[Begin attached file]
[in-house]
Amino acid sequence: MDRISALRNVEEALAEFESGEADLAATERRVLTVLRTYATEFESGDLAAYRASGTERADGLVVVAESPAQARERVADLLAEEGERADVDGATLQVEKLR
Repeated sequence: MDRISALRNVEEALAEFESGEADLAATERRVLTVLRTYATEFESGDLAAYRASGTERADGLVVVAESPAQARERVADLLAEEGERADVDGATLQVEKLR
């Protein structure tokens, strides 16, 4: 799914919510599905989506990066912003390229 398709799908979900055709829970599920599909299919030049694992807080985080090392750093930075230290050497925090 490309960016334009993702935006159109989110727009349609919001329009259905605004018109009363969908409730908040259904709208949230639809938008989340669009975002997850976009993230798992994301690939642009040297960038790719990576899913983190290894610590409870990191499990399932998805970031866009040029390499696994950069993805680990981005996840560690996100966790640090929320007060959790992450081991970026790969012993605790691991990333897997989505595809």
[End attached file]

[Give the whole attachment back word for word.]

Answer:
[in-house]
Amino acid sequence: MDRISALRNVEEALAEFESGEADLAATERRVLTVLRTYATEFESGDLAAYRASGTERADGLVVVAESPAQARERVADLLAEEGERADVDGATLQVEKLR
Repeated sequence: MDRISALRNVEEALAEFESGEADLAATERRVLTVLRTYATEFESGDLAAYRASGTERADGLVVVAESPAQARERVADLLAEEGERADVDGATLQVEKLR
């Protein structure tokens, strides 16, 4: 799914919510599905989506990066912003390229 398709799908979900055709829970599920599909299919030049694992807080985080090392750093930075230290050497925090 490309960016334009993702935006159109989110727009349609919001329009259905605004018109009363969908409730908040259904709208949230639809938008989340669009975002997850976009993230798992994301690939642009040297960038790719990576899913983190290894610590409870990191499990399932998805970031866009040029390499696994950069993805680990981005996840560690996100966790640090929320007060959790992450081991970026790969012993605790691991990333897997989505595809």